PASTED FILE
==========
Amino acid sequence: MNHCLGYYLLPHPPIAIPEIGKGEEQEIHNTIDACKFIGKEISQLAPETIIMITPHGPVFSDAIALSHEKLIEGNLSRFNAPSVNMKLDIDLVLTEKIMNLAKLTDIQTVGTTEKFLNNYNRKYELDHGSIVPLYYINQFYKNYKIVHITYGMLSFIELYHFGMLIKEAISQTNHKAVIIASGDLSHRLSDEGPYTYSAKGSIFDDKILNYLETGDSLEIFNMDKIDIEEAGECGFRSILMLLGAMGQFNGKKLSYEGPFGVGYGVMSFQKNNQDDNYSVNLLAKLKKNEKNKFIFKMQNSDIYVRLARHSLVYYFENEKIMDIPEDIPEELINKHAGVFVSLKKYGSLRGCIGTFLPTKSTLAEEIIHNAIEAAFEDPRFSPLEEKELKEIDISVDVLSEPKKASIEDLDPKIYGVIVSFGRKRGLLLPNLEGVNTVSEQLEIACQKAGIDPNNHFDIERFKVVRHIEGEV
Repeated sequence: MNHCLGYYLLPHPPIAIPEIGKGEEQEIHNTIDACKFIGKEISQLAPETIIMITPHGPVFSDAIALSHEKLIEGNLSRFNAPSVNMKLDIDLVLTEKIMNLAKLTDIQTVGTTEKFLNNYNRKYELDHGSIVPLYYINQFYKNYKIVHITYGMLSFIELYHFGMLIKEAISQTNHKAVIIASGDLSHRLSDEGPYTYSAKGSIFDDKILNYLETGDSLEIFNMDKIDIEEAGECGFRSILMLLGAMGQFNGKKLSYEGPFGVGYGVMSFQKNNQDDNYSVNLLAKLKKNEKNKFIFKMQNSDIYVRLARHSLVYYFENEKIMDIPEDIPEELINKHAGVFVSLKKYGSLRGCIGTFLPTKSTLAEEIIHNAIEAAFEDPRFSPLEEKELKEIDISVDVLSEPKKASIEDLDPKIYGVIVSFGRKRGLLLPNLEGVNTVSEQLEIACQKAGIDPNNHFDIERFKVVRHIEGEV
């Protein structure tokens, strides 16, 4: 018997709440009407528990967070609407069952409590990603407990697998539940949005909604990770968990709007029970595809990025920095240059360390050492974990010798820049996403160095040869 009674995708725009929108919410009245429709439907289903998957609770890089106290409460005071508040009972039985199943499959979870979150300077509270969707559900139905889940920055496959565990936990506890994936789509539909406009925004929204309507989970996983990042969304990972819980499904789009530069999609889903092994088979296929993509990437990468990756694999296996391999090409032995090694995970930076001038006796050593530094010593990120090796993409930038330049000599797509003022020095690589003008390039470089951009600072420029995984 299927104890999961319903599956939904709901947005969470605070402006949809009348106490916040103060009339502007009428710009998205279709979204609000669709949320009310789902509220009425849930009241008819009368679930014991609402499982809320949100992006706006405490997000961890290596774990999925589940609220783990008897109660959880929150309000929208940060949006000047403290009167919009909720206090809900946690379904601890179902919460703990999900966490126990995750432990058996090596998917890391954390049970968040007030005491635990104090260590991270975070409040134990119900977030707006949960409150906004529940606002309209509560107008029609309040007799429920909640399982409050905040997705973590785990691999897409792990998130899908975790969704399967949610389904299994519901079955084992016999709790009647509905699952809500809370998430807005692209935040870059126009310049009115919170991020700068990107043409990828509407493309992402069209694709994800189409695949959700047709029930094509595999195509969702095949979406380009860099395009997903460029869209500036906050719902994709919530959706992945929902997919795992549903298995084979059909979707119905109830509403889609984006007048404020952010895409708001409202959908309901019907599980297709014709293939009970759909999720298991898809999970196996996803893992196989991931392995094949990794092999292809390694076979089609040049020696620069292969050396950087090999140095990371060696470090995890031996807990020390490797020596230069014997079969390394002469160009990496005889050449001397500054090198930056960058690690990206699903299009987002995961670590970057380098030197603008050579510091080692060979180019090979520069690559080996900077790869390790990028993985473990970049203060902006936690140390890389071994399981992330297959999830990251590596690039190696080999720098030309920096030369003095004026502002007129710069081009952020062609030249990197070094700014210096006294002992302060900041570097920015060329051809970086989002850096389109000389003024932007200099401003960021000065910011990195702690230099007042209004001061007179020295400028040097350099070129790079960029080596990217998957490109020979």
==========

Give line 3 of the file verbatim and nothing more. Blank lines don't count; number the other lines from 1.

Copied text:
């Protein structure tokens, strides 16, 4: 018997709440009407528990967070609407069952409590990603407990697998539940949005909604990770968990709007029970595809990025920095240059360390050492974990010798820049996403160095040869 009674995708725009929108919410009245429709439907289903998957609770890089106290409460005071508040009972039985199943499959979870979150300077509270969707559900139905889940920055496959565990936990506890994936789509539909406009925004929204309507989970996983990042969304990972819980499904789009530069999609889903092994088979296929993509990437990468990756694999296996391999090409032995090694995970930076001038006796050593530094010593990120090796993409930038330049000599797509003022020095690589003008390039470089951009600072420029995984 299927104890999961319903599956939904709901947005969470605070402006949809009348106490916040103060009339502007009428710009998205279709979204609000669709949320009310789902509220009425849930009241008819009368679930014991609402499982809320949100992006706006405490997000961890290596774990999925589940609220783990008897109660959880929150309000929208940060949006000047403290009167919009909720206090809900946690379904601890179902919460703990999900966490126990995750432990058996090596998917890391954390049970968040007030005491635990104090260590991270975070409040134990119900977030707006949960409150906004529940606002309209509560107008029609309040007799429920909640399982409050905040997705973590785990691999897409792990998130899908975790969704399967949610389904299994519901079955084992016999709790009647509905699952809500809370998430807005692209935040870059126009310049009115919170991020700068990107043409990828509407493309992402069209694709994800189409695949959700047709029930094509595999195509969702095949979406380009860099395009997903460029869209500036906050719902994709919530959706992945929902997919795992549903298995084979059909979707119905109830509403889609984006007048404020952010895409708001409202959908309901019907599980297709014709293939009970759909999720298991898809999970196996996803893992196989991931392995094949990794092999292809390694076979089609040049020696620069292969050396950087090999140095990371060696470090995890031996807990020390490797020596230069014997079969390394002469160009990496005889050449001397500054090198930056960058690690990206699903299009987002995961670590970057380098030197603008050579510091080692060979180019090979520069690559080996900077790869390790990028993985473990970049203060902006936690140390890389071994399981992330297959999830990251590596690039190696080999720098030309920096030369003095004026502002007129710069081009952020062609030249990197070094700014210096006294002992302060900041570097920015060329051809970086989002850096389109000389003024932007200099401003960021000065910011990195702690230099007042209004001061007179020295400028040097350099070129790079960029080596990217998957490109020979």